Daze Aghaji  31:35  

So rubbing up, my favourite part of winter was basically getting a new winter jacket. And this is still something I do today. So when I say I’ve got so many different types of trench coats, and this year, I’m not gonna lie, I’m still gonna go to jacket. I’ve already eyed out my winter jacket in Garni it’s happening. Like,

Ben Hurst  31:57  

ya know what it is already? shout out fast fashion. Are you doing fast fashion are you doing? So the thing

Daze Aghaji  32:03  

is like, in my way of going, okay, days, we like to shop. That’s something that’s happening already, like, not something I’m willing to give up. I’m so sorry. That’s awful. But I was like, I was like, if I buy less things, and then my investment pieces, that’s what I’m going to be doing. Like for the ongoing future. I try not to do the fast fashion. But once in a while allegedly. No, I’m a sucker for Anthropology

Ben Hurst  32:32  

It chose us we didnt choose it. Okay, Dr, Would you like to share with us what your closet confession is?

Faith Mwangi-Powell  32:41  

You just want one?

I think we are all you have. Yeah, I could do better. I could switch off lights in my house a little bit, a little bit more. I tend to just switch on and forget. And I’m thinking and I also fly a little bit too much. But I also believe having a justification. For the kind of work I do, some of these conversations you cannot have in zoom, need to go sit down with the people eyeball to eyeball and say let’s do this. So I fly a little bit too much. And thank God we didn’t fly for a little bit because of COVID. But now it’s opened up so so I’m flying a little bit my practice I’m conscious, but how we can do better. But I think that’s an area. Perhaps if I can take the train to Nairobi, perhaps I’ll do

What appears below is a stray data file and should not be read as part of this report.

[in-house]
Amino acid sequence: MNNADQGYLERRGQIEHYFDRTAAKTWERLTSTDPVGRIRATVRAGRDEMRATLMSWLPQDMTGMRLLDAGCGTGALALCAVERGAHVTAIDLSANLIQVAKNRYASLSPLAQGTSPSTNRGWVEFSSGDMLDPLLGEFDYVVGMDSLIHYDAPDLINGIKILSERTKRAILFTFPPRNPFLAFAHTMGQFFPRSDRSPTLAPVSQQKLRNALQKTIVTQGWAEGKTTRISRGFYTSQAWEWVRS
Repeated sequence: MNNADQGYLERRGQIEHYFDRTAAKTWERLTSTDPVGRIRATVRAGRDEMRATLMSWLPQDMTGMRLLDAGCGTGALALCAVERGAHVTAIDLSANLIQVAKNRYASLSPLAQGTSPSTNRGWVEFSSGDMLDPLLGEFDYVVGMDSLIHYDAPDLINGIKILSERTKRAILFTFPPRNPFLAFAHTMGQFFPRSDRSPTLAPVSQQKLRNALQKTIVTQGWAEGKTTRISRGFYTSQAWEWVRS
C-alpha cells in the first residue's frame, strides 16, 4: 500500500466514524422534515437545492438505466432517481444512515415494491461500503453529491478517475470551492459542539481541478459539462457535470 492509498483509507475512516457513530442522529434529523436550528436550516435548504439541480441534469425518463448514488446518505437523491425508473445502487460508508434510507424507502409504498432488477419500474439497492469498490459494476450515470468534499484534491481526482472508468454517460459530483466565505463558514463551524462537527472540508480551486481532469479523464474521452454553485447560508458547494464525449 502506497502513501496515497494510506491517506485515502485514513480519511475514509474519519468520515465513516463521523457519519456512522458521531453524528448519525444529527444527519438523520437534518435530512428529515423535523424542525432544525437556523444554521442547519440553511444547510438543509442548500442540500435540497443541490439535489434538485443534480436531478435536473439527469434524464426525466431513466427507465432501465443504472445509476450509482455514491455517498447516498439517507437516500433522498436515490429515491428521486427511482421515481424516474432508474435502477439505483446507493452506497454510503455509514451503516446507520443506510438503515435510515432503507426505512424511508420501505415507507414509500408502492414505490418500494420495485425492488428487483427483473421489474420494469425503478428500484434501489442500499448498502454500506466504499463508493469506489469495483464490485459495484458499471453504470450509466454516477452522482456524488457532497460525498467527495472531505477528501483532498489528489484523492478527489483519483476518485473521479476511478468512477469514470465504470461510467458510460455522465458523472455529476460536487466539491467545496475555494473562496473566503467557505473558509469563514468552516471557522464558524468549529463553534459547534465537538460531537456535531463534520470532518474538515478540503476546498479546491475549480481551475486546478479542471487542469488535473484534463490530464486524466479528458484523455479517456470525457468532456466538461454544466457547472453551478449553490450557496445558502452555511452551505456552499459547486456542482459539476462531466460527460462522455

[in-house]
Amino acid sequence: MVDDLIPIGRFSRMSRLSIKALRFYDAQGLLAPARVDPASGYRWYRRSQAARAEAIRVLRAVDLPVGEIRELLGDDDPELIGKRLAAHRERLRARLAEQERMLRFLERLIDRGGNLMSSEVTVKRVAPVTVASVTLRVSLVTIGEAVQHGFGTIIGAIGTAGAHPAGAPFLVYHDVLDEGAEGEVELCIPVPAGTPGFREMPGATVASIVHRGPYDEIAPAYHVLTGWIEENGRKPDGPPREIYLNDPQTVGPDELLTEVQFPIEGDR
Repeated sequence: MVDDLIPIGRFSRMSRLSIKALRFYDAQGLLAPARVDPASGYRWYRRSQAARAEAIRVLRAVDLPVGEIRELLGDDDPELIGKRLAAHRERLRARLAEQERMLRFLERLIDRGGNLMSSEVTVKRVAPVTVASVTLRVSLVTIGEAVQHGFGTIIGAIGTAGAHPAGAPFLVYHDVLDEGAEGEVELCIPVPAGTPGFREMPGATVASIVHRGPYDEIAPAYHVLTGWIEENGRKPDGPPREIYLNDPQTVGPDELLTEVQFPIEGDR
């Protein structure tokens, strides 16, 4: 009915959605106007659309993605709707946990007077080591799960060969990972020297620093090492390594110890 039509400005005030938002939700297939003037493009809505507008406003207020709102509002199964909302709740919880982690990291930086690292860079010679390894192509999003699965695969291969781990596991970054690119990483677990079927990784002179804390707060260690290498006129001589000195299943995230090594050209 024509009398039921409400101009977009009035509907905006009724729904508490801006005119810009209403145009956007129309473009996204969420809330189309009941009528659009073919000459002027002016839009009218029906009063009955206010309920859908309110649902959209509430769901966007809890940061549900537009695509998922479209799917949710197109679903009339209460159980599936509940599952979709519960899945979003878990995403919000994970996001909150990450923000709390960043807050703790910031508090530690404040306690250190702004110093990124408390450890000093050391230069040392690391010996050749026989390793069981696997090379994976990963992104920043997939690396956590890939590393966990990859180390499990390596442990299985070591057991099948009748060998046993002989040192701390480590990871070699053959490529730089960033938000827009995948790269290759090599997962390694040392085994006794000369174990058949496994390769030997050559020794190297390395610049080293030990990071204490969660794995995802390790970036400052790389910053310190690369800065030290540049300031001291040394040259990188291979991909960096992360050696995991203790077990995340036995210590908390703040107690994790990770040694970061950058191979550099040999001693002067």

a few trains to Amsterdam, so I think I can do more.


Ben Hurst  34:01  

Yeah, in fairness, whilst flying might be unavoidable, you can zoom in the dark. Yeah. I mean, if you turn up the brightness on the screen, I know.

Nothing. Thank you so much for joining. Honestly, a really, really important really timely, really inspiring conversation. And I feel like you’ve left us with a lot of hope, in a situation that I wouldn’t have assumed could be very hopeful. So thank you so much for joining.

Faith Mwangi-Powell  34:35  

Thank you for having me.

Ben Hurst  34:40  

Thank you for joining us this week. We really hope you enjoyed this episode.

Maryam Pasha  34:44  

If you did, please hit the Follow button to make sure you get next week’s release.

Ben Hurst  34:48  

We are now officially crowdsourcing climate confessions. So please leave yours in the ratings and the review section. And we’ll shout out to you next time.

Maryam Pasha  34:56  

A huge thank you to our headline partner Citi who was the Portland’s for the past six years to bring world changing ideas to the TEDx London stage, and the champion climate curious since day one,

Ben Hurst  35:08  

and shout out to our fabulous team behind the

Maryam Pasha  35:12  

pod. This episode was produced by Josie Coulter comes written by Tess Lowry work designed by Rebecca Mingus. Curation by Marian Pasha mixing engineers by Ben Beheshti. newzik also by Ben Beheshti presented by Ben Hurst and Marian Pasha.

Ben Hurst  35:29  

Remember, stay curious